The odds of being confined in the trunk of a car are slim to begin with, and they lessen when the extra requirement of the victim’s being placed in there with hands and feet unbound is added. Very few vehicles have tail lights that are accessible from the trunk, so even if one’s legs were free, there would be nothing to kick out to wave at others through.
A better plan would be to look for the glow-in-the-dark trunk release tab incorporated into some newer vehicles. Also, the back seats of many recent models fold down to accommodate the transport of larger items, so go deep into the trunk and push on the rear of the back seats to see if they open. If pushing fails, feel about on this area for knobs or levers that serve to latch the folding seat backs in place and work them.
A good habit to get into is immediately locking your car’s doors as soon as you are in your vehicle. Train yourself so that it becomes one smooth motion that you don’t even have to think about — yourrump’s landing on the seat should trigger your hand to reach out and hit the lock button. The tips list’s assessment of the behavior of women who have just entered their cars is unfortunately accurate: most women we’ve observed do indeed settle their purses on the passenger seats, sling briefcases, jackets, and packages into the back seat area,get out their car keys, rummage about in their handbags for various items (e.g., lipstick, cell phone, address book) which they might or might not use right then, put their keys in the ignition, fasten their seat belts and only then get around to locking their doors.During that interval they are indeed vulnerable to someone’s getting into the car with them or pulling open the driver’s side door.
Driving away immediately rather than taking a moment to make out this year’s Christmas card list is advice worthy of following in any parking garage (because the structure prevents others not in your immediate area from seeing what might be happening at your car) and in any open air parking lot that is somewhat deserted rather than teeming with other folks coming and going.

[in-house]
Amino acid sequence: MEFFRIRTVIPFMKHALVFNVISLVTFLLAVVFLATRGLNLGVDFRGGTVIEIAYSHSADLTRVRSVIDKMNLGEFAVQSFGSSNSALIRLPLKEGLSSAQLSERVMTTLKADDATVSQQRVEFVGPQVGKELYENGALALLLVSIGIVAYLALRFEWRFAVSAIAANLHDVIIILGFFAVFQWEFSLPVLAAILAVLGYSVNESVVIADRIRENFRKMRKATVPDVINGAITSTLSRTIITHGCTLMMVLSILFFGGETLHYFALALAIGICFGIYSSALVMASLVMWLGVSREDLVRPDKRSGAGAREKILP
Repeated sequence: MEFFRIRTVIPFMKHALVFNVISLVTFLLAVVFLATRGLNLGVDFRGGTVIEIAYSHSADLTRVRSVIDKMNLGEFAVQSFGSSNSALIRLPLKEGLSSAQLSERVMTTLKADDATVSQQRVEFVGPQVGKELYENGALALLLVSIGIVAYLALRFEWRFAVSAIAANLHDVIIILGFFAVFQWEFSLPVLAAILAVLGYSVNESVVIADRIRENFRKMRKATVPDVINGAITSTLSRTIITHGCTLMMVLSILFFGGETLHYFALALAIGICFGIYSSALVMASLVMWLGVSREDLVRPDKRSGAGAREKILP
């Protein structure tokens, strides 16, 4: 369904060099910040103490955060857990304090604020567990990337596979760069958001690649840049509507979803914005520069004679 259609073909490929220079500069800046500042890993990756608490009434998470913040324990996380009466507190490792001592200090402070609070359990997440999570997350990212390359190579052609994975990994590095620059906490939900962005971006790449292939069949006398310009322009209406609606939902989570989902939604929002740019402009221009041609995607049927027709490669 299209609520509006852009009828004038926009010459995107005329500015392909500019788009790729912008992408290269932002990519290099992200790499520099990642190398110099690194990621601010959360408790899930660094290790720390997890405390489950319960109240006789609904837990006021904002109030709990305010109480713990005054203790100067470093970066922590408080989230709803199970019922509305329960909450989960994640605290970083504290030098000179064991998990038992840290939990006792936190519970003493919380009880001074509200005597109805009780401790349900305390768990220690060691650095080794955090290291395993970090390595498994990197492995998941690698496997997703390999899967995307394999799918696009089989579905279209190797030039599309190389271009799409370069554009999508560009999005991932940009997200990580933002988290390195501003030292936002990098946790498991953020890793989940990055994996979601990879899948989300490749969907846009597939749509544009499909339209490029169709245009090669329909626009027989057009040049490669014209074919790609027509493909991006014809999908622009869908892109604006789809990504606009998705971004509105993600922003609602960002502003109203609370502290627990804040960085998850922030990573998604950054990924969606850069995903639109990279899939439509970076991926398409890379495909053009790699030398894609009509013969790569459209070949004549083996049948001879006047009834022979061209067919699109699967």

If the assailant has gotten into the passenger seat, the passenger’s side air bag (which is a standard feature in many newer model cars) will also protect him from the crash. Another plan would be to drive him to a police station rather than to where he orders you togo, reminding him that if he shoots you, the car will veer out of control and hit something, which will injure or kill him too.
Another good habit to adopt is taking a moment before going to your car to look about and see who else is around. Pause for a few seconds to judge your surroundings rather than unthinkingly heading for your vehicle with your eyes down and your mind occupied with other matters. Once your arrive at your vehicle, but before entering it, do give its back seat a quick glance to ensure no one is hiding there.
Most serial killers do not grab women from parking lots and thrust them into vans; they hunt for potential victims according to their personal killing rituals, with each murderer following his own personal script. Some drive about looking for lone hitchhikers. Others seek out solitary travelers who have paused in their journeys to use the facilities at rest areas along the interstate highways. Others go after late night gas station and convenience store clerks who are working alone and unprotected. Yet others troll areas known to be frequented by streetwalkers, presenting themselves as customers interested in buying the prostitutes’ services. Others break into houses they have minutes or hours earlier seen their desired victims enter. Some place ads in newspapers, luring their victims to them with promises of great bargains on desired items or offers of employment.Yet others frequent lonely spots that have personal meaning to them,preying upon whoever attempts to traverse these areas. Each serial killer has his own method of acquiring victims, and it is unique unto him.
The proffered advice makes the assumption that every man sitting in a car parked next to yours is a wouldbe attacker. Rather than assume every fellow who finished shopping before his wife did is an abductor lying in wait and scurry back to the mall to get a guard or police officer to see you safely past this menace,continue toward your vehicle as you normally would, but stay alert to the perception of sudden movement from the direction of the suspect parked car or the sound of that car’s door opening.
If while unlocking the driver’s side door of your own car you hear behind your turned back the door open on the vehicle you’re parked beside, kick backwards into that other door and scream, then launch yourself into your own car, lock its doors, and drive off. Almost certainly, rather than escaping an attacker who was making a grab for you, you will be giving some poor innocent fellow the shock of his life, but that will have to be the price he pays for opening his door when you were trying to get into yours, which is in itself a suspicious activity.